Will Polaris Always Be “The Pole Star?”
No. Today, Earth’s axis points just a little away from Polaris; Polaris is conveniently close to the north celestial pole and can be used in the context of the “Pole Star.” However, Earth’s axis wobbles; it points to different places in the sky. This wobble is small and slow, with a cycle of about 23,000 years. Earth’s pole is actually slowly moving closer to pointing directly at Polaris. It will be closest to Polaris in approximately 100 years and then will begin to move away from the star. About 4500 years ago, the north celestial pole was located in the constellation Draco. Calculations suggest that in about 10,000 years Earth’s axis will point to Vega, in the constellation Lyra.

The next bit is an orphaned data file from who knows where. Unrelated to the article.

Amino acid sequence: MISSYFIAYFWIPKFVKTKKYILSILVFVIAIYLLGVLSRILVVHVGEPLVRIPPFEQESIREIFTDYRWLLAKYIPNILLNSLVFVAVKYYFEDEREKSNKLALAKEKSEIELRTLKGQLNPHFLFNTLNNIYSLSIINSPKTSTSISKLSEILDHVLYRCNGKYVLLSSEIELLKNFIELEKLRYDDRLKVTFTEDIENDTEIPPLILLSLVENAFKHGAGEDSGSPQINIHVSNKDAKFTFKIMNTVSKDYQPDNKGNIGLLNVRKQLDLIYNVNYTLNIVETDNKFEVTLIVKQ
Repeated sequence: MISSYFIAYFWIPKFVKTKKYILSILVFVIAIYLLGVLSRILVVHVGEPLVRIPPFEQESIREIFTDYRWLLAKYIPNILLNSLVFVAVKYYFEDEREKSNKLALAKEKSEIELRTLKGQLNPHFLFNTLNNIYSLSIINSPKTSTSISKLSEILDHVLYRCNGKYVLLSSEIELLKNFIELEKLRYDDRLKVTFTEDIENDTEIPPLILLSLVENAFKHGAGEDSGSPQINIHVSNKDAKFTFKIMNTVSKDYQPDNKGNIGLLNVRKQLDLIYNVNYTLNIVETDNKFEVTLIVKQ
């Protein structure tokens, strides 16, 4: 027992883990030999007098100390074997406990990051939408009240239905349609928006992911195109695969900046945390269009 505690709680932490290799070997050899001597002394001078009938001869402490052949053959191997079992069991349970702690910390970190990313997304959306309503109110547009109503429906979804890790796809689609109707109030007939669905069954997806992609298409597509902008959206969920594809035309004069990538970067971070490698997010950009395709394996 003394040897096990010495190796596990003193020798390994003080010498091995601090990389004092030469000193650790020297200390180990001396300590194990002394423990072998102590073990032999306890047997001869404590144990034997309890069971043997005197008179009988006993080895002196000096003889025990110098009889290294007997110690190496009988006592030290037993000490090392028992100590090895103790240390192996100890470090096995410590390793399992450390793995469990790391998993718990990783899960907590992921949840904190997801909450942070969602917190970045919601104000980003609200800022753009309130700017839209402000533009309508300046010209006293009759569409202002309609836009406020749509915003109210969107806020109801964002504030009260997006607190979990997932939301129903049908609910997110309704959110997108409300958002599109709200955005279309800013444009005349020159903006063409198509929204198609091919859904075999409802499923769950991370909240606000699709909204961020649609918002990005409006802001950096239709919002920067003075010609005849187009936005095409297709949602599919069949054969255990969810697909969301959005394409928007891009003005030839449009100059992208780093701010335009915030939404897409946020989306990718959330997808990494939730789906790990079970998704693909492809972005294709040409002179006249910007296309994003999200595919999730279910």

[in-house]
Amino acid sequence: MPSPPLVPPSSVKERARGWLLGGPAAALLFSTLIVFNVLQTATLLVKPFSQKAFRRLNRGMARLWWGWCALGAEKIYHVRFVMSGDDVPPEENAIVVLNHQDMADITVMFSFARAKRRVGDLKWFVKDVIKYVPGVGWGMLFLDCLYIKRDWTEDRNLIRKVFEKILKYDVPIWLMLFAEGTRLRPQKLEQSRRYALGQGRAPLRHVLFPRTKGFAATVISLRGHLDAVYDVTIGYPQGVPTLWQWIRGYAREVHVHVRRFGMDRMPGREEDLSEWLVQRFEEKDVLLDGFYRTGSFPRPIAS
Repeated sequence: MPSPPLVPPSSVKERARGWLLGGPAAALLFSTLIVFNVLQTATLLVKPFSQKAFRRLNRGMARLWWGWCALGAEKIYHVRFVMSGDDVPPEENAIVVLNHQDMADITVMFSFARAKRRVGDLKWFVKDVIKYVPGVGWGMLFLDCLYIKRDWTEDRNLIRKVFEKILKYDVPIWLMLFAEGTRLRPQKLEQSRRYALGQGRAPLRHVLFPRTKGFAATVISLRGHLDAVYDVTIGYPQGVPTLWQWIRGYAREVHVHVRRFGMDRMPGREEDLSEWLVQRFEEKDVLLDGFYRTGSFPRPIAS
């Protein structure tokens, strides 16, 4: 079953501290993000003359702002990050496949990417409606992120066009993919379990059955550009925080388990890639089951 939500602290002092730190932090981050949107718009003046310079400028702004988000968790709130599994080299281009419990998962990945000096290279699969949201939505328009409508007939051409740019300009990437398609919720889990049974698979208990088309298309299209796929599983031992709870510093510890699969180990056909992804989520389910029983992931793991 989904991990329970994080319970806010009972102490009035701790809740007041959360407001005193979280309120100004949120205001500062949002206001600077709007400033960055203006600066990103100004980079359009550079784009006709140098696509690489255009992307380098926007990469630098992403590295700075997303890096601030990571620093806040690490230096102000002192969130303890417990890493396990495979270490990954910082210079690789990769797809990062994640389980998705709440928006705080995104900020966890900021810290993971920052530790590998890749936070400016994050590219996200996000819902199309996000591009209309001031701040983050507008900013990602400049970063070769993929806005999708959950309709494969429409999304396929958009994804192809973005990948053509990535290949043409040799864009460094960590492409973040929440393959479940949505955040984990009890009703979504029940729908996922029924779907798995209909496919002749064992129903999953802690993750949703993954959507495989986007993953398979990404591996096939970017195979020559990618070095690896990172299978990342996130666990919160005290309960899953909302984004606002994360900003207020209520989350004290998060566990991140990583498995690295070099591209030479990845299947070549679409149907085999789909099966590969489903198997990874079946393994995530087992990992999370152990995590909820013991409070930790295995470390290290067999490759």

TIP: Vega: This star was a main protagonist in the movie Contact
A) What you need. MATERIALS:
1) Two wood battens (two pieces of approximately 80x220x20 mm) to create the main structure. Could be larger or smaller if you want. But keep in mind that the structure has to be sturdy enough to hold the camera.
3) A good, solid hinge (size depends on your chosen wood battens)
4) A threaded rod (a M8 rod has a pitch of 1.25 mm. That means, the rod will come up 1.25 millimetres every completed rotation). The 3D parts are made for M8, but could be adjusted to M6 or M10.
7) Nema17 Stepper motor (40 mm long) + Battery holder (8xAA)/ 12V Voltage source
8) Hot coffee when you go outside to take photos (not optional)